Protect yourself against employees leaving for the competition

Picture this scenario:

One of your star employees has decided to leave and you’ve heard rumours that they’re going to your competition. You’re not only disappointed but also a little worried. They know your customers and clients, have a great rapport with them and are adept enough to handle and manage operations when you’re away. But this isn’t the worst part. Following this person’s resignation, you see that your customer and client base is declining.

What does this mean? What would you do?

In this week’s blog post we want to talk about key employees leaving to work for your competitors. Here are some thoughts on what to do, to both avoid key employees from leaving and joining the competition, and also if it does happen, what you can do to protect your organisation from troubles further ahead.

1) Review Employment Contracts

Many organisations today in both Australia and overseas have provisions in their employment contracts limiting what an employee can do when they leave for a new job.

These provisions can include: non-compete provisions; non-solicitation provisions for employees, clients, customers or others; confidentiality provisions; and trade secret provisions. These provisions vary in their relevant time limitations and scope.

As competitive hiring increases, companies losing key employees should review their employment agreements to ensure they include as many enforceable provisions as possible. If they are too broad or too restrictive, making it impossible for an employee to be able to earn a living, then the courts will change them to become more reasonable – these also will vary depending on the industry your organisation operates in.

Agreements need to ensure that the actions which the restraint prohibits are targeted and specifically relevant to the business interest which the employer seeks to protect.

An employee taking their skills, experience and problem solving abilities is unavoidable, but taking property (including intellectual property), going out of their way to poach clients or other employees is unethical and harmful to an organisation.  In those circumstances, non-compete contracts can be enforceable.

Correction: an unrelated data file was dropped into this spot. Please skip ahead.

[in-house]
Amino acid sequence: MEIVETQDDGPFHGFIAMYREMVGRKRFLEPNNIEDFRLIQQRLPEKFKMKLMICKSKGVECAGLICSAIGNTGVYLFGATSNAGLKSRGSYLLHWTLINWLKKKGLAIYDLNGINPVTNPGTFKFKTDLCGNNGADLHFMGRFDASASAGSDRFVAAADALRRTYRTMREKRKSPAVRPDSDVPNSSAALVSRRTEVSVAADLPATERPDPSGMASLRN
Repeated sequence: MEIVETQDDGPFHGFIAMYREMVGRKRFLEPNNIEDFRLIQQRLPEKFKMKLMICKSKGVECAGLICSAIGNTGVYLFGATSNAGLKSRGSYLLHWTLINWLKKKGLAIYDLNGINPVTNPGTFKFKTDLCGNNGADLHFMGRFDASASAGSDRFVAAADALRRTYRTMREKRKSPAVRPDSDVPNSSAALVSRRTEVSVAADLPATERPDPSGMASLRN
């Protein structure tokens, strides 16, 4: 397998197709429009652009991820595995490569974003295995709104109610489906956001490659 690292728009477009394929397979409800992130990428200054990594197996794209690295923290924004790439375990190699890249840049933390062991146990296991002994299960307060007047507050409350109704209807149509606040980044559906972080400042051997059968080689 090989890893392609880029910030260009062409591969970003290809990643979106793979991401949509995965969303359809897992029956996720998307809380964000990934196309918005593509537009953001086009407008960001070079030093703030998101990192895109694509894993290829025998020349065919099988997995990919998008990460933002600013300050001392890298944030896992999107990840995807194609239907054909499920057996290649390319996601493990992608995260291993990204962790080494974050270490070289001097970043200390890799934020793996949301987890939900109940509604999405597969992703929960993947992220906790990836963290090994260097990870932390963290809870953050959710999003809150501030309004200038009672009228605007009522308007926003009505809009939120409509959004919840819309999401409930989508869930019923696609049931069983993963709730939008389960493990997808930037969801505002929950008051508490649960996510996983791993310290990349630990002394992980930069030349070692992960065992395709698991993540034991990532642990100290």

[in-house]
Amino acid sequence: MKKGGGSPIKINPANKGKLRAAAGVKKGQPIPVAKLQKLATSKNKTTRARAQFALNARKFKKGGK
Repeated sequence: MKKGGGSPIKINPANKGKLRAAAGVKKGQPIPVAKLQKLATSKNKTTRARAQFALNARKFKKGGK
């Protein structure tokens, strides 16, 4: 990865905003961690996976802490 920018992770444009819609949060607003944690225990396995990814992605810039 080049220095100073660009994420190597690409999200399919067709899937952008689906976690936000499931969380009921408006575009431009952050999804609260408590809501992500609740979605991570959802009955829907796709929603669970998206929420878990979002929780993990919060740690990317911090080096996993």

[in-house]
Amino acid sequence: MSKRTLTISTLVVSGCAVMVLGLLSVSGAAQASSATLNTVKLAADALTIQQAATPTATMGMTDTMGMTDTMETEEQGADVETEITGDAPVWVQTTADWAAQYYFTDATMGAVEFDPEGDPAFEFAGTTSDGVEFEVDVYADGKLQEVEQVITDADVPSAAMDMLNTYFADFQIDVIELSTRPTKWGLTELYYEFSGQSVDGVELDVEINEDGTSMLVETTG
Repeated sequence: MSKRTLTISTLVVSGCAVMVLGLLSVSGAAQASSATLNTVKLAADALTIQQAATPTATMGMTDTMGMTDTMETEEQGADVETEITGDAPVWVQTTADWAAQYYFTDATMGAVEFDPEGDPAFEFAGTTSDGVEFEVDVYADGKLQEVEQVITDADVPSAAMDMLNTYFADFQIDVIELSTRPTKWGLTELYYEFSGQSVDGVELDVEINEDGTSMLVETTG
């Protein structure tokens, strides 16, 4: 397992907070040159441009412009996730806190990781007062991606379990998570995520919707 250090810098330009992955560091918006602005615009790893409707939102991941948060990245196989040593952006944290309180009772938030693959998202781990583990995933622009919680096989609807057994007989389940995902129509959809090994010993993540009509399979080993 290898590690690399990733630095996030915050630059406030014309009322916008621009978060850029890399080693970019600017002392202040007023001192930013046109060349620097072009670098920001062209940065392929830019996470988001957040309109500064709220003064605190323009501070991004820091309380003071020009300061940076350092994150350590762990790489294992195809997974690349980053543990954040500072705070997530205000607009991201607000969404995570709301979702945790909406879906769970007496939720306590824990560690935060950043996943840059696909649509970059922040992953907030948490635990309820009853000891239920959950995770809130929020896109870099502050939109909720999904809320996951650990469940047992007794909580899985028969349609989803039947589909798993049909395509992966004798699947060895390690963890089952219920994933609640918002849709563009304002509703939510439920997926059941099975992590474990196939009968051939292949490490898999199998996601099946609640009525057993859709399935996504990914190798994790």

2) Protect Trade Secret Information

If a staff member is dealing with or developing intellectual property, you should be clear about ownership of that property. It is important to have policies that define what company information is considered to be confidential or a trade secret.

It is also important to develop policies and procedures that help ensure (and can prove) that certain information is treated as a “trade secret” or confidential.

Check computers – Employees often plan departures months in advance. Key files and information can be emailed to a private e-mail address or downloaded to a flash drive with the click of a few buttons. Unusual emails or bulk transfers can provide an employer with an indication that departing employees may not have the best of intentions.

After an employee has left, discontinue remote electronic access and change passwords – the traditional office is no longer confined to walls surround an employee’s desk. They can access their computers and voicemail from remote locations, but also remember to ensure return of any tangible property (office keys, building access keys etc.)

3) Conduct an Exit Interview

If you have reason to believe a departing employee will compete, an exit interview may be even more important than usual. If the departing employee is willing, the employer should conduct an exit interview during which the employee is asked about future employment plans and reminded of contractual obligations (such as non-competes or confidentiality agreements).

4) Communicate

Let your customers and clients know that service will not decline as a result of the employee’s departure. Don’t forget to also transition your clients – clients should be assigned new company contacts as soon as possible. This will enhance the employer’s chances of maintaining the client relationship, and may uncover evidence of the former employee’s misconduct such as a breach of a non-solicitation agreement. Don’t bad mouth the departing employee but immediately notify customers that the employee no longer has authority to act on behalf of your company.

5) Nurture and incentivise your valued employees

Non-competes aside, there are many other ways to more effectively prevent employee poaching. All companies have valued employees – those they can’t afford to lose because of their skill, experience and commitment to their work. One way you can help retain them is to show that you are invested in their future. Give them management time, discuss their professional goals, and share your vision for the continued growth of your organisation and their role in it. You need to send a clear message to your employees that they have a recognised and valuable role to play in your organisation as a whole.

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